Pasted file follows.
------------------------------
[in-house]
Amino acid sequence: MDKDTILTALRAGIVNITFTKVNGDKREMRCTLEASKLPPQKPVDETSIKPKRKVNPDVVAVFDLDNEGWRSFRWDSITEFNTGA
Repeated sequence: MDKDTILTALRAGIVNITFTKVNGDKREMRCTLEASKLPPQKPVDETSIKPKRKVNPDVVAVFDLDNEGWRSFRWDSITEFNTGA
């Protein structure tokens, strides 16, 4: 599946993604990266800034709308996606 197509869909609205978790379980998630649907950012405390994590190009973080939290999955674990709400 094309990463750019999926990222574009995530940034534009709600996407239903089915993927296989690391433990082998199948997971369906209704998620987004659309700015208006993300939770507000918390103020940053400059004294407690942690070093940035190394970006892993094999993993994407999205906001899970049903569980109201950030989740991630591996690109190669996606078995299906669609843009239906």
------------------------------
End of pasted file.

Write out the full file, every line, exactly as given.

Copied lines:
[in-house]
Amino acid sequence: MDKDTILTALRAGIVNITFTKVNGDKREMRCTLEASKLPPQKPVDETSIKPKRKVNPDVVAVFDLDNEGWRSFRWDSITEFNTGA
Repeated sequence: MDKDTILTALRAGIVNITFTKVNGDKREMRCTLEASKLPPQKPVDETSIKPKRKVNPDVVAVFDLDNEGWRSFRWDSITEFNTGA
């Protein structure tokens, strides 16, 4: 599946993604990266800034709308996606 197509869909609205978790379980998630649907950012405390994590190009973080939290999955674990709400 094309990463750019999926990222574009995530940034534009709600996407239903089915993927296989690391433990082998199948997971369906209704998620987004659309700015208006993300939770507000918390103020940053400059004294407690942690070093940035190394970006892993094999993993994407999205906001899970049903569980109201950030989740991630591996690109190669996606078995299906669609843009239906």